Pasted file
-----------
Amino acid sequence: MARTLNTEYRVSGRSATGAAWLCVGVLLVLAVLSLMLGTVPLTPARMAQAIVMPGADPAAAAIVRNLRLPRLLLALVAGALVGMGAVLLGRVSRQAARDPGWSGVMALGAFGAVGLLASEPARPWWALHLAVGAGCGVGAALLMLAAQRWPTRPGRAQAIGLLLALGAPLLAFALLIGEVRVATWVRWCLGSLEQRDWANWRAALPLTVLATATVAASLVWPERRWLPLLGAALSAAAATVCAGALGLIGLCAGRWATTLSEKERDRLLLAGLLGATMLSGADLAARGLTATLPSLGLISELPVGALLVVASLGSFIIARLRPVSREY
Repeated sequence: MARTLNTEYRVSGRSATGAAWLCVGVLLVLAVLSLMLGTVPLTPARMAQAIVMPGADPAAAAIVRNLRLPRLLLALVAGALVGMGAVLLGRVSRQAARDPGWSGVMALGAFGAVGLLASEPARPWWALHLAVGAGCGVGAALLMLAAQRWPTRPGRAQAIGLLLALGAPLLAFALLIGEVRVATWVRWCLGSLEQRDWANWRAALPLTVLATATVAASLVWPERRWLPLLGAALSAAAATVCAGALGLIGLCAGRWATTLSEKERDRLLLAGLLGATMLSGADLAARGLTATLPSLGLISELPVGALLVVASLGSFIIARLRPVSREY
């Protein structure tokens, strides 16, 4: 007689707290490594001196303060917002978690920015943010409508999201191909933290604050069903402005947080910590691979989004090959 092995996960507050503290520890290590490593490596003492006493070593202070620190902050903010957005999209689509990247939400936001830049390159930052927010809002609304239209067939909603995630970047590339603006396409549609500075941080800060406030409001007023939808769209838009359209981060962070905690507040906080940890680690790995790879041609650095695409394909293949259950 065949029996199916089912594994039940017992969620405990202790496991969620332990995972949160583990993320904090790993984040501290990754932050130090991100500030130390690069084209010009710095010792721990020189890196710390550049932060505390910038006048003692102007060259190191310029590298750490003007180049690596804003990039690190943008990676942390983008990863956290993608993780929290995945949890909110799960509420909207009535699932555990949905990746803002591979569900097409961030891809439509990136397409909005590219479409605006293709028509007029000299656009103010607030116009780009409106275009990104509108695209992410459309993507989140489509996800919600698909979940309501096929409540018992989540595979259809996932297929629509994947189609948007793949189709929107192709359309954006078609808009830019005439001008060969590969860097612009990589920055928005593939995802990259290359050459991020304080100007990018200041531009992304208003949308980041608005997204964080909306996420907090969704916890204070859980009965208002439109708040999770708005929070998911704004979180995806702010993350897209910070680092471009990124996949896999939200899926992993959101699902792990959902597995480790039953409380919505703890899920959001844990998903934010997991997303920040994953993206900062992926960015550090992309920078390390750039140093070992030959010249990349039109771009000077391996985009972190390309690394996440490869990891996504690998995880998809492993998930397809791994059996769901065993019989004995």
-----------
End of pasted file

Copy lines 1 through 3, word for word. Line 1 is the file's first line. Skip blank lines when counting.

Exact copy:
Amino acid sequence: MARTLNTEYRVSGRSATGAAWLCVGVLLVLAVLSLMLGTVPLTPARMAQAIVMPGADPAAAAIVRNLRLPRLLLALVAGALVGMGAVLLGRVSRQAARDPGWSGVMALGAFGAVGLLASEPARPWWALHLAVGAGCGVGAALLMLAAQRWPTRPGRAQAIGLLLALGAPLLAFALLIGEVRVATWVRWCLGSLEQRDWANWRAALPLTVLATATVAASLVWPERRWLPLLGAALSAAAATVCAGALGLIGLCAGRWATTLSEKERDRLLLAGLLGATMLSGADLAARGLTATLPSLGLISELPVGALLVVASLGSFIIARLRPVSREY
Repeated sequence: MARTLNTEYRVSGRSATGAAWLCVGVLLVLAVLSLMLGTVPLTPARMAQAIVMPGADPAAAAIVRNLRLPRLLLALVAGALVGMGAVLLGRVSRQAARDPGWSGVMALGAFGAVGLLASEPARPWWALHLAVGAGCGVGAALLMLAAQRWPTRPGRAQAIGLLLALGAPLLAFALLIGEVRVATWVRWCLGSLEQRDWANWRAALPLTVLATATVAASLVWPERRWLPLLGAALSAAAATVCAGALGLIGLCAGRWATTLSEKERDRLLLAGLLGATMLSGADLAARGLTATLPSLGLISELPVGALLVVASLGSFIIARLRPVSREY
């Protein structure tokens, strides 16, 4: 007689707290490594001196303060917002978690920015943010409508999201191909933290604050069903402005947080910590691979989004090959 092995996960507050503290520890290590490593490596003492006493070593202070620190902050903010957005999209689509990247939400936001830049390159930052927010809002609304239209067939909603995630970047590339603006396409549609500075941080800060406030409001007023939808769209838009359209981060962070905690507040906080940890680690790995790879041609650095695409394909293949259950 065949029996199916089912594994039940017992969620405990202790496991969620332990995972949160583990993320904090790993984040501290990754932050130090991100500030130390690069084209010009710095010792721990020189890196710390550049932060505390910038006048003692102007060259190191310029590298750490003007180049690596804003990039690190943008990676942390983008990863956290993608993780929290995945949890909110799960509420909207009535699932555990949905990746803002591979569900097409961030891809439509990136397409909005590219479409605006293709028509007029000299656009103010607030116009780009409106275009990104509108695209992410459309993507989140489509996800919600698909979940309501096929409540018992989540595979259809996932297929629509994947189609948007793949189709929107192709359309954006078609808009830019005439001008060969590969860097612009990589920055928005593939995802990259290359050459991020304080100007990018200041531009992304208003949308980041608005997204964080909306996420907090969704916890204070859980009965208002439109708040999770708005929070998911704004979180995806702010993350897209910070680092471009990124996949896999939200899926992993959101699902792990959902597995480790039953409380919505703890899920959001844990998903934010997991997303920040994953993206900062992926960015550090992309920078390390750039140093070992030959010249990349039109771009000077391996985009972190390309690394996440490869990891996504690998995880998809492993998930397809791994059996769901065993019989004995």